"Miss Television" in 1933 (UNCLASSIFIED)

Amy West medievalist at W-STS.COM
Tue Dec 4 14:14:08 UTC 2007

Does this add another layer of meaning to calling Milton Berle "Mr.

---Amy West

>Date:    Thu, 29 Nov 2007 10:37:48 -0500
>From:    Laurence Horn <laurence.horn at YALE.EDU>
>Subject: Re: "Miss Television" in 1933 (UNCLASSIFIED)
>At 9:04 AM -0600 11/29/07, Mullins, Bill AMRDEC wrote:
>>Classification:  UNCLASSIFIED
>>Caveats: NONE
>>Google Books returns a 1930 hit for the phrase "Miss Television".  As
>>always, it's hard to confirm a
>>date there (the cite is from "The Century Monthly Magazine"), but
>>searching within the volume for
>>"1929" and "1930" returns hits, and "1931" and "1932" do not, so I'm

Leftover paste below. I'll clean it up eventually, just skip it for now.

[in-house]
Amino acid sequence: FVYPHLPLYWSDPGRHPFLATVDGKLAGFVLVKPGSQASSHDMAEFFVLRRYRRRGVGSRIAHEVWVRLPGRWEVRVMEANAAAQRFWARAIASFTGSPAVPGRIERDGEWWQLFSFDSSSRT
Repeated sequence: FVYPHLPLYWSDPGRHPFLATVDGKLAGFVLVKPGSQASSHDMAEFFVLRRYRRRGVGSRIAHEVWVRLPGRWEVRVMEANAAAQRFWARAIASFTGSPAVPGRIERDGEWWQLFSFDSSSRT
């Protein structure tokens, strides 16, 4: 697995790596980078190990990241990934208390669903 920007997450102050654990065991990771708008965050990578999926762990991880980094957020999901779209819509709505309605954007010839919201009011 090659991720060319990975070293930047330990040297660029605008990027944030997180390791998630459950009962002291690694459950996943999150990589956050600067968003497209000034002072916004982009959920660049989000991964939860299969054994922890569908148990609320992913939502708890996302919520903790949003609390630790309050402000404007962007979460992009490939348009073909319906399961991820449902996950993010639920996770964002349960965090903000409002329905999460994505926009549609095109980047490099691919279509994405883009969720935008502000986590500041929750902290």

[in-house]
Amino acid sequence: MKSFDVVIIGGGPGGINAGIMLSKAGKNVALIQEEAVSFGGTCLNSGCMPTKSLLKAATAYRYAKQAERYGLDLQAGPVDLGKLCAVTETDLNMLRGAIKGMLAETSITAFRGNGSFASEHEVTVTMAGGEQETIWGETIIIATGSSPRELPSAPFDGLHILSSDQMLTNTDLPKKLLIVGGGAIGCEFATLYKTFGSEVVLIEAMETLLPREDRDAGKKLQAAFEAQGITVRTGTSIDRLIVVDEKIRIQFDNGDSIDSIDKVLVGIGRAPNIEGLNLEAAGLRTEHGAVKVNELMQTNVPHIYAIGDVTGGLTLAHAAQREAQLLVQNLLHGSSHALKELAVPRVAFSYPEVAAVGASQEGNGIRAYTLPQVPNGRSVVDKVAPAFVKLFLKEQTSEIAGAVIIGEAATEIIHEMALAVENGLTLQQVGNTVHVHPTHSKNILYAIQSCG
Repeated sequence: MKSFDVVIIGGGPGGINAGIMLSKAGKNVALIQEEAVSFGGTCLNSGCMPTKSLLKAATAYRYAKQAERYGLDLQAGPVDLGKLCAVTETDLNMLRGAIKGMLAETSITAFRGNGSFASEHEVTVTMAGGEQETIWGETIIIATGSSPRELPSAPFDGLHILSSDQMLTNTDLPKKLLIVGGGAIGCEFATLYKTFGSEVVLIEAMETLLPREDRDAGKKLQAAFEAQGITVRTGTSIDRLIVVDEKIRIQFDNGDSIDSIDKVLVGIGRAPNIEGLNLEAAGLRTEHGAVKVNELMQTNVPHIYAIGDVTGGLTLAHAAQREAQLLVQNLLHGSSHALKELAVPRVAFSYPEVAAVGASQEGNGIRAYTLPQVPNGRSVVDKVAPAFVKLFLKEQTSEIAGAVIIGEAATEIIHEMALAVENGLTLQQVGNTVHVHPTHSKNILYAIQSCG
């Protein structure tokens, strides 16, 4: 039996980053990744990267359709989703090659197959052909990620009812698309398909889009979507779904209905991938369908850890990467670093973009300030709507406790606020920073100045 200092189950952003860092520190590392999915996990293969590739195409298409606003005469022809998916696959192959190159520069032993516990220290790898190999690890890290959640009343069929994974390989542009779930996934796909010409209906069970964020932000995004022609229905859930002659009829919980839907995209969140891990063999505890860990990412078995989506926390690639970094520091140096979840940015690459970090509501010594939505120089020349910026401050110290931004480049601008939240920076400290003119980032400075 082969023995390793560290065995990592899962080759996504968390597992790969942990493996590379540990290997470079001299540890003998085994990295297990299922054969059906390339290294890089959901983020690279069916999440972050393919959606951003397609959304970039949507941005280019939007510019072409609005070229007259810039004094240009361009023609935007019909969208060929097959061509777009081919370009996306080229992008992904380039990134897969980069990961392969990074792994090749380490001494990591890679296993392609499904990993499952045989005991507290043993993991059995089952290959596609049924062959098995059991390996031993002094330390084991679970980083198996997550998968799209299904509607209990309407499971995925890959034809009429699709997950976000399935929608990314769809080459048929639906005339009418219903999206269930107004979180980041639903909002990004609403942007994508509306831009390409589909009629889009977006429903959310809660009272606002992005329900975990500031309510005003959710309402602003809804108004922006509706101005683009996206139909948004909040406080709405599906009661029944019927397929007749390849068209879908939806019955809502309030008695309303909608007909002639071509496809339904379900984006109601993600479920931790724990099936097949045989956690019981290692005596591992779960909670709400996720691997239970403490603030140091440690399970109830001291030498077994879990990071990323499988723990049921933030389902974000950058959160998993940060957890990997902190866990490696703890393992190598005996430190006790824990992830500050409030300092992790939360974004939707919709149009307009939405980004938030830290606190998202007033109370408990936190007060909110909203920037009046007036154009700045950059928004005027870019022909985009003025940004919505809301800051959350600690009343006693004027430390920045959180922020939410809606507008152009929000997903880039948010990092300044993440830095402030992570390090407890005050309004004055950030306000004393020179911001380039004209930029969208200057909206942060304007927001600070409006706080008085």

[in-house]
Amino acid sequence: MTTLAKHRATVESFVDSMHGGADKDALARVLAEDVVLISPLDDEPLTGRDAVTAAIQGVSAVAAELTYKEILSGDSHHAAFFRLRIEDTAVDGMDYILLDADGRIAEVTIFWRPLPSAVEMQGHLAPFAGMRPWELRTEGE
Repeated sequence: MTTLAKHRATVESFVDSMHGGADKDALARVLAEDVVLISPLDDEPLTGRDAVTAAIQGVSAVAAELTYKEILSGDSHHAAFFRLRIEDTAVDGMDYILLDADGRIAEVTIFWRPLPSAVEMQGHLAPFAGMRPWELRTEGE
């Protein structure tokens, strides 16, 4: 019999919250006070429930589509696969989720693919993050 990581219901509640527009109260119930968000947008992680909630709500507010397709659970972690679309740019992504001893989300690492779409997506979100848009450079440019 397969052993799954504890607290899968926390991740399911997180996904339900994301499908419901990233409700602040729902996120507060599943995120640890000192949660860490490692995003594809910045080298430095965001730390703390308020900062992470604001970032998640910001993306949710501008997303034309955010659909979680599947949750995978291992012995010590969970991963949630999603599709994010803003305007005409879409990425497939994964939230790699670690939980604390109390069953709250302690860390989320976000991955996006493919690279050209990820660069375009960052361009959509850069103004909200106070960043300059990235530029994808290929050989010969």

>>inclined to believe that it's
>>Perhaps "Miss Television" had particular meaning back then.
>Thanks.  It may have had a particular meaning for Fitzgerald, in any
>case.  The Matthew J. and Arlyn Bruccoli Collection of Fitzgeraldiana
>at the U. of South Carolina evidently possesses a copy of _Tender is
>the Night_ inscribed to "Miss Television".  Plus in December 1928 the
>Century Magazine Bill mentions published Fitzgerald's story, "Outside
>the Cabinet-Maker's", which contains the following exchange:
>"There's the Queen, Daddy. Look at there. Is that the Queen?"
>"No, that's a girl called Miss Television."
>Seems like a worthy candidate for the OED's entry for "television"
>(if we can just figure out what it refers to).

The American Dialect Society - http://www.americandialect.org

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